Stratocaster Style Guitars

Wanted to make a couple of stratocaster style guitars. I love to play, but I just don’t want to spend $1000 on a nice Fender Strat. I will eventually, but I have kids, and they knock over my beater guitars all the time. I thought this might be a great project to spend some time in the shop and have something useful and worthwhile to show for it.

Results:


I still haven’t sprayed finish on the Walnut Strat.

Bought a 10 dollar 60s model strat plan from ElectricHerald.com. Great folks over there. Good customer support when I came across a few issues with the drawing. Quick feedback and solutions.

Setup my CAD files and proceeded to the trusty ol’ LowRider!

Did a miniature test with all cuts in plywood to make sure the dimensions were accurate.

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After a good checkout, we went ahead with cutting the templates for the build.

After that, the build was straight forward. With a little bit of woodworking, and just a couple specialized tools, building the guitars was a pleasure.

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The necks were built from some reclaimed maple and walnut

Aniline dye is beautiful even on pine, but be very careful as it is toxic.

Very happy with the results. They play perfectly and they look great hanging on the wall in my living room.

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Well Done! Let there always be music!

Bravo! That is just a fantastic build.

You cut templates so I assume there will be more!?!

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Nice
Do you mind if I ask how much all the hardware (e.g pickups, frets, etc cost) to build a guitar like that?

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Yeah, there are more plans too. I’m probably doing a Tele next.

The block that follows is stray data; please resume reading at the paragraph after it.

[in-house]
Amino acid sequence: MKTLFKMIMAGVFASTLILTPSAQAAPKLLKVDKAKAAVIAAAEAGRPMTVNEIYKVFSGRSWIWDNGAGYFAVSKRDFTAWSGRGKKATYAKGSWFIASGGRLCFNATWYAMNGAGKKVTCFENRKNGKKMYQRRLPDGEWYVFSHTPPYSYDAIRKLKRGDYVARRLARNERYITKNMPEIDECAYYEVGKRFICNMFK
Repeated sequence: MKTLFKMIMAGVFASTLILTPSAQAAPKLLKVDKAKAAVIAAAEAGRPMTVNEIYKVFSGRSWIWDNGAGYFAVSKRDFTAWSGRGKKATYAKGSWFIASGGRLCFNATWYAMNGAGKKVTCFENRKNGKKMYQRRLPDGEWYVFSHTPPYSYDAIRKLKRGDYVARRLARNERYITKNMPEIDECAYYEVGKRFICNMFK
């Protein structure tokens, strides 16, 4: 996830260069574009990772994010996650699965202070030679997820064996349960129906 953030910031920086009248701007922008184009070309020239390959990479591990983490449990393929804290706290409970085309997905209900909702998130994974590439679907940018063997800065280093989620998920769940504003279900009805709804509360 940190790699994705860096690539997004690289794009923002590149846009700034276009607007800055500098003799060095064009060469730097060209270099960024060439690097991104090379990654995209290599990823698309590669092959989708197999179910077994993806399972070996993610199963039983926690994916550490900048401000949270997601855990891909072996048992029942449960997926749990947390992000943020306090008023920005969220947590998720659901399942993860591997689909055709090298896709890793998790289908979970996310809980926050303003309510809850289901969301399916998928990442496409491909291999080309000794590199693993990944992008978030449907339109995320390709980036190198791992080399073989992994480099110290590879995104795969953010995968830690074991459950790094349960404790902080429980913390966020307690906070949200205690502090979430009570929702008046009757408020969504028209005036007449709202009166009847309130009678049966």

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It ranges. Mine is all genuine fender so like 240, but you could do it for 50 with chair parts

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$50 is very inexpensive. $250 isn’t bad for high end parts.

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Very nicely done. Not sure how all this works. You say you made templates but then do you trace them out on the wood and cut them with a bandsaw or use the lowrider to machine them to final spec.
Thanks,
Dave

I cut the templates completely on the lowrider, then route the guitars using the templates after bandsawing them to approximate size.

Why not cut them directly on lowrider? Does it take too long because it would take a lot of passes, endmills not long enough, or something else?

To be honest, I’m not set up for two sided milling. I haven’t put in the time to figure out flipping to get the back side cut. My one try resulted in a misalignment that cost me about $30 in materials. Templates are usually the standard in hobby guitar making, so I was just happy not to pay $100 for a full set.

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It was also thinking about making a guitar, but since I only can do 3cm depth (went for the shortest feet) I thought about doing two pieces, front and back, each 3cm and glue them together. is that in any way feasible?

Absolutely. It’s done all the time. Mostly painted guitars are laminated. Some are even plywood.

Cool, thanks. I am a drummer myself and would build it for our guitar player. So I have got no fucking clue about guitars. :slight_smile:
If you want to have a good video on two sided cutting: DIY High-End Jazz-Bass-Guitar produced with the CNC machine HNC 47.82 from Hammer® | Felder Group - YouTube I really like their video. It gave me a few good ideas. :slight_smile: They drill holes for pegs that are then fixed to the spoilboard, so you can just turn it around.

Awesome!! Rock on !